This call for new approaches to higher education at the future university is also implicitly present in the Lanarca Declaration on Learning Design (Dalziel et al., 2016) that highlight how education, educators and educational institutions find themselves in a landscape of constant change. Of critical importance is here teachers’ ability to support and promote the mode 3 university as well as students learning experience at the mode 3 university through the formation of new partnerships, structures and learning designs. But in order to do so, teachers are challenged to transform their teaching practices and curricula as to move away from both mode 1 and mode 2 transmission of content and competencies and into learning interactions and experiences that open up and embrace the mode 3 university focused on co-creation, collectiveness, citizenship, critical-creativity and cross-communication.
But if the mode 3 university is to be sustainable and valuable as higher education then we need to ensure that we are not just rapidly changing the university for the sake of changing it, that is, we need to make sure that the purpose and virtues of education is not lost along the way. This is difficult, as rapid change and waves of new technologies and societal demands make us go into survival mode and just try to adapt to change rather than being the ones that intentionally create the change. It puts us in a position where we are in danger of haphazardly changing education, taking up technologies and working with society without connecting the change to the inner soul and moral bases of the university (Barnett 2015; Nixon 2008) as well as its deeper structures and foundational pedagogies for good teaching and learning.
One way to both learn to survive in this changing landscape and create intentional new futures in teaching and learning is to become an intentional learning designer that creates learning designs based upon educational values and virtues that are driven by pedagogical informed visions. What I call value-based vision-driven learning design which indicates the fusion of higher education philosophy and theory, signature pedagogy, critical-constructionist pedagogy, learning design and human-centred design thinking. An intentional and informed combination of these fields might prove a fruitful way forward for teachers to reconfigure and reimagine their teaching practice to fit the future mode 3 university. As such, value-based vision-driven learning design focuses on creating explicit and intentional connections between a) educational values and teacher visions, b) pedagogical principles and design patterns, and c) learner interactions and learning experiences within an activity, curriculum or institution.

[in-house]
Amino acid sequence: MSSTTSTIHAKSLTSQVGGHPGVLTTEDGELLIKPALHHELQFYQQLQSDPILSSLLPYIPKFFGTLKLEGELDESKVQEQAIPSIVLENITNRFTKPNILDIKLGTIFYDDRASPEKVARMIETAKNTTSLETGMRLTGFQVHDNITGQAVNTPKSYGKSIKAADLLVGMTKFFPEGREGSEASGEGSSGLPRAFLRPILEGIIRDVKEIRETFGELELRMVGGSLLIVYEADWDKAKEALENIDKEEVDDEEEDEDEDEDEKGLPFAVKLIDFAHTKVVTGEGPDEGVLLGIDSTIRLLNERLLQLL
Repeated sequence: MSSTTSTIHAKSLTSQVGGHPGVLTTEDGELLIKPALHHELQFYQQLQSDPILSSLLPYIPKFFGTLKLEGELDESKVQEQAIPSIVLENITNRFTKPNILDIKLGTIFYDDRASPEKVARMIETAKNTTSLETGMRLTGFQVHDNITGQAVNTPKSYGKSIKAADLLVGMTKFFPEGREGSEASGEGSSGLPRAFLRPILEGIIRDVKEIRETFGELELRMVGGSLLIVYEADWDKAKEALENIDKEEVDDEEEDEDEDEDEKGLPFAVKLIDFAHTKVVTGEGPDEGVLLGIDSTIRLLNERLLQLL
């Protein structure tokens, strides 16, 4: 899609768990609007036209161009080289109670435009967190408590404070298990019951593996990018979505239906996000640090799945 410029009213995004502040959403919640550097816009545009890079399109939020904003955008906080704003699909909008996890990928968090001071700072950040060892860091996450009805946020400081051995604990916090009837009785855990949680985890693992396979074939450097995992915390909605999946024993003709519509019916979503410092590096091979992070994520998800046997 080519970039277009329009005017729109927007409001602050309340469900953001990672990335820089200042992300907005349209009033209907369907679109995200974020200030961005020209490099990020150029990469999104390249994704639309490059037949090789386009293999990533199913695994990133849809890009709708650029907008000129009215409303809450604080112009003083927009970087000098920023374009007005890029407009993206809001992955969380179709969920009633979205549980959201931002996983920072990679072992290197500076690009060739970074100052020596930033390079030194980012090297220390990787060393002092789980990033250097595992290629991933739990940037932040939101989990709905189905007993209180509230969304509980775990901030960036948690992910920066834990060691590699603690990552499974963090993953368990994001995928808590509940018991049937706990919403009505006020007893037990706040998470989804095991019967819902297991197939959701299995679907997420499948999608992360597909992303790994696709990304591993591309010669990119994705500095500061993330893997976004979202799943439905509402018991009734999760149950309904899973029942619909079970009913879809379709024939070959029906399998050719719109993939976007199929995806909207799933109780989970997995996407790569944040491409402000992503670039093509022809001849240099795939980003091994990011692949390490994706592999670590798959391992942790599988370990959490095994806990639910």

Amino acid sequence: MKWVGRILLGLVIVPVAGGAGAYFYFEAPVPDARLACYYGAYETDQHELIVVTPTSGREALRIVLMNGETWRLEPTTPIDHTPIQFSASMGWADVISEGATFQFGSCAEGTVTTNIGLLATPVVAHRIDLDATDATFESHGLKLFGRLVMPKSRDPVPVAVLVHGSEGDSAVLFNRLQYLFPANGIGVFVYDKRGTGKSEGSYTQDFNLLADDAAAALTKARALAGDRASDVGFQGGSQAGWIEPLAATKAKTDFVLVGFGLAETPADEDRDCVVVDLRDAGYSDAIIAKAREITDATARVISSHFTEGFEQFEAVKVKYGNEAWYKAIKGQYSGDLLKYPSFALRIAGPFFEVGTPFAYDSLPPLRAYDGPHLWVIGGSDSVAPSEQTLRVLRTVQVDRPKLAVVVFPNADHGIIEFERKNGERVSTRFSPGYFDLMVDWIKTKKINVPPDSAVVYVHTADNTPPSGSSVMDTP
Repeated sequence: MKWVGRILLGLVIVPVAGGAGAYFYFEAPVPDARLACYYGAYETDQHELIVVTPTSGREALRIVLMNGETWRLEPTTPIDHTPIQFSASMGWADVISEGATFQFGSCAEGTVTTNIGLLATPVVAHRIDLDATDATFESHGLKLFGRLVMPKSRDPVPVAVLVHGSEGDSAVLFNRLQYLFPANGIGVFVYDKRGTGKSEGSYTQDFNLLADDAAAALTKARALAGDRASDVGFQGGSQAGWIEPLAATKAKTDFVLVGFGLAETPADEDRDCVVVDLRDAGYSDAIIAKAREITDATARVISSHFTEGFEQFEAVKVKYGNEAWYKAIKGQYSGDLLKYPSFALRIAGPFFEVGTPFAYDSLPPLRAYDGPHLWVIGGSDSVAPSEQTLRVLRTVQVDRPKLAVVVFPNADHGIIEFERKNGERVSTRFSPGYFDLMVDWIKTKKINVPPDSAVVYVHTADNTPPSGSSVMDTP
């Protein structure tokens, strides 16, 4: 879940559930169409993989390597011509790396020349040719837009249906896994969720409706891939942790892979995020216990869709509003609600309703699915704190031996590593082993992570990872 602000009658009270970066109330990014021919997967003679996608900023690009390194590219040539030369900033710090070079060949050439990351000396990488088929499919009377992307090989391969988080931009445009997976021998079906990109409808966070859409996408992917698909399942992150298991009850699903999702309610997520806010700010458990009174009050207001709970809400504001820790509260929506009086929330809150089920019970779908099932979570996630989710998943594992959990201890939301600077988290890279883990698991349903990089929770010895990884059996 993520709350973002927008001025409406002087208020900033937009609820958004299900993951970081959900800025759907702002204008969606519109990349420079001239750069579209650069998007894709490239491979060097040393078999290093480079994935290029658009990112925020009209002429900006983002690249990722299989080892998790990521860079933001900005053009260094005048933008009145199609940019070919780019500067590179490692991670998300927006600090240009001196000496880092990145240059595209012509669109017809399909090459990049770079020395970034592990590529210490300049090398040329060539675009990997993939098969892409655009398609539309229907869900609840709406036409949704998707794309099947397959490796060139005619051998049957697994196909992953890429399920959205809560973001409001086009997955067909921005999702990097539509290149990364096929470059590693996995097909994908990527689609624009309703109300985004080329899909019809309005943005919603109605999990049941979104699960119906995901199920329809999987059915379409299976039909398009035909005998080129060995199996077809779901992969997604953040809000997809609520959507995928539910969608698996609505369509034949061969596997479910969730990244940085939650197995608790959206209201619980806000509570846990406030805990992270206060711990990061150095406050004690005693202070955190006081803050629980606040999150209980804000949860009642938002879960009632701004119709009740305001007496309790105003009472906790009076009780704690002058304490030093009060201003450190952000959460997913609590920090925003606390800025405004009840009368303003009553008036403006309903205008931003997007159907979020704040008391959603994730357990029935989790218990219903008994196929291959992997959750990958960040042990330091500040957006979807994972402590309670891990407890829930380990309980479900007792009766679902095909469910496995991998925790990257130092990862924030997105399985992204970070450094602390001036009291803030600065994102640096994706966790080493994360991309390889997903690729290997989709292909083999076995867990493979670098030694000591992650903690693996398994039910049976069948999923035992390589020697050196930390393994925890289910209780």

Here, a human-centred empathic approach to learning design is essential. As Mor, Craft and Maina writes in the introduction to The Art & Science of Learning Design: “Adopting a designer mindset means using empathy and observation to understand where the learners are, and creating things that will help them get to where you want them to be” (Mor, Craft & Maina, 2015). So, the learning design must be based on value for students – both as learners and as human beings. Reading the quote, it also becomes clear that the learning design must be driven by teachers’ purposeful visions and pedagogical craft as learning design is “the creative and deliberate act of devising new practices, plans of activity, resources and tools aimed at achieving particular educational aims in a given context” (Mor & Craft, 2012). This empathic approach and pedagogical deliberativeness needs to be connected to a moral practice of both design (Verbeek, 2011) and higher education (Nixon, 2008) so as to create an ethical human-centred foundation that designs for creating valuable and worthwhile human learning experiences. This is achieved by working intentionally with enhancing the quality of the learning experience through solving present problems in higher education through change-making and realising new visions for higher education through future-making. The process is one of moving back and forth between the inner human values and teaching visions, the deeper pedagogical principles and patterns and the subsequent formation of the students’ hand, head and heart through the interactions and experiences they have with the value-based vision-driven learning design that has the potential to form a transformational signature pedagogy for the teacher, curriculum and institution (Shulman, 2005; Gurung, Chick & Haynie, 2009).
Taken together value-based vision-driven leaning design aimed at a dual-push against the borders of the mode 1 and mode 2 university, can be said to emerge from answering core questions (see figure 1) focusing on the why, how and what of the design in ethical and human-centred ways that are designed for future teaching and learning at the mode 3 university. This is done through connecting the answers to the questions in Figure 1 in a way that mode from the why-questions through the how-questions and ending with the what-questions.